Any boat builder interested in exporting overseas faced a severe challenge in trying to comply with both standards’ systems. Initially the comparison was made between the ABYC and ISO standards, but other standards are also being considered.
It was with this in mind that ICOMIA decided to form a dedicated standards’ harmonisation working group in 2007.
Made up of partners from ABYC, British Marine, ICOMIA, the International Marine Certification Institute, and the National Marine Manufacturers Association, the working group meets twice a year to compare the different aspects of the two standards’ systems in order to develop universal guidelines in order to help boat builders comply with both systems.
For many years, boat manufacturers selling to the global community have had to independently figure out the differences between their own domestic standards and ISO standards developed to support the RCD.
Nine universal guidelines have so far been published by ICOMIA, but many more are in the pipeline.
The launched guidelines include Fuel Systems and Fixed Fuel Tanks (Guideline 1), LPG Systems and Appliances (2), Electrical (3), Windows, Portlights and Hatches (4), Powering (5) Man Overboard Prevention (6) and Boat Capacity Labels (7), Ventilation (8) and Field of Vision (9).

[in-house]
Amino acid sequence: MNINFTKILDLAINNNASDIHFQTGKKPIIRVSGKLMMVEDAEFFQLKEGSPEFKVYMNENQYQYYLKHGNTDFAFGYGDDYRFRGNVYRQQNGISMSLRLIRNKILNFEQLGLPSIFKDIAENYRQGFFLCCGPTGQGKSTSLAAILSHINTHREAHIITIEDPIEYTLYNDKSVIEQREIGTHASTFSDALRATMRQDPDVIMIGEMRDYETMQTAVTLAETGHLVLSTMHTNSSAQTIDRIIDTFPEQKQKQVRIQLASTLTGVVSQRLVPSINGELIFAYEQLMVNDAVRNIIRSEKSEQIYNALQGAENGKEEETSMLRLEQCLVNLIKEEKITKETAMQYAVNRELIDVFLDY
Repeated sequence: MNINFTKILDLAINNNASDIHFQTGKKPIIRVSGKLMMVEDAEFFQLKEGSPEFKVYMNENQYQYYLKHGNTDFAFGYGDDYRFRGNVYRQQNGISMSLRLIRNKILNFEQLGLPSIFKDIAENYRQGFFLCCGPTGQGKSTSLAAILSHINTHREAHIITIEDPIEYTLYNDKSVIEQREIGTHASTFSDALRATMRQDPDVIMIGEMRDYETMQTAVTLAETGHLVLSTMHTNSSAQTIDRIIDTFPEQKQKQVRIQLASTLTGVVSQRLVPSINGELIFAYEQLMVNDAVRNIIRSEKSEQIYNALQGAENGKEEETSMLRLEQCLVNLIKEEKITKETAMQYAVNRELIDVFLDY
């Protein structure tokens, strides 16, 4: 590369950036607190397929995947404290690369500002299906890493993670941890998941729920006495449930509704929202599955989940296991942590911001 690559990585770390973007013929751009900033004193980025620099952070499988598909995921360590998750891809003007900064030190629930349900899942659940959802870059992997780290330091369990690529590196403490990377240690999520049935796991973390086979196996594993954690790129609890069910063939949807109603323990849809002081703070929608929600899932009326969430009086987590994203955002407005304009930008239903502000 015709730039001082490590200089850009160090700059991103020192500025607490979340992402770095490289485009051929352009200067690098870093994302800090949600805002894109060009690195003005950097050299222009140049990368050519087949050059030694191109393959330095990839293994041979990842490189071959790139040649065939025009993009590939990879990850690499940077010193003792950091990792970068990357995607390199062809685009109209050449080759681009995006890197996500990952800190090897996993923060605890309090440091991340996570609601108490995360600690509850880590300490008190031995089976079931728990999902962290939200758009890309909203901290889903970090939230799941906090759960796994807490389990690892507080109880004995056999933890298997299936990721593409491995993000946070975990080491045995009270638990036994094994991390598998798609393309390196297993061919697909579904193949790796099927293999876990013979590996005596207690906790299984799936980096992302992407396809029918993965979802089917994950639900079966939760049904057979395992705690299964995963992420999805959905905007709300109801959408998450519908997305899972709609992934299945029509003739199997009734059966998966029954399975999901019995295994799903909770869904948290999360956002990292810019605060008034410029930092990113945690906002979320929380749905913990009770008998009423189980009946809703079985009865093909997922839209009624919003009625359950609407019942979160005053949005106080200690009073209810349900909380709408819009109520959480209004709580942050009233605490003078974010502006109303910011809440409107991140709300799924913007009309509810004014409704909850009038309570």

The Global Conformity Guidelines are aimed at boat builders with previous experience of either the ABYC or ISO standards. They are not meant to replace or guarantee compliance with either standard system, but to act as a guide for the user. The guidelines are available for download from in the ICOMIA Online Library (www.icomia.com/library), as annexes to the ABYC standards or for purchase from www.rulefinder.net.
Another of ICOMIA’s most popular initiatives to bridge the gap between boatbuilders and RCD compliance is its Scantlings Calculator; a calculation method to assist builders comply with ISO Scantling standard 12215 Part 5.
In order to comply with the RCD, builders face challenges when self-assessing scantlings for craft of hull length less than 12m in all design categories. They use the Harmonised Standard which provides the Presumption of Conformity, however the complex nature of these documents often force them into hiring a consultant.
In response to these issues, ICOMIA’s Technical Committee initiated a study (sponsored by the International Marine Certification Institute), and with approval from ISO, commissioned Southampton Solent University to develop a series of spread sheets designed to be used in conjunction with this ISO standard. The team developed six modules which cover most of the scope of Part 5; with an emphasis on simplified data entry. A seventh spread sheet, ‘Core Helper’, provides a link between a number of common trade name cores. The ‘Scantlings Calculator’ can be accessed for free to legitimate owners of Part 5 at www.icomia.com.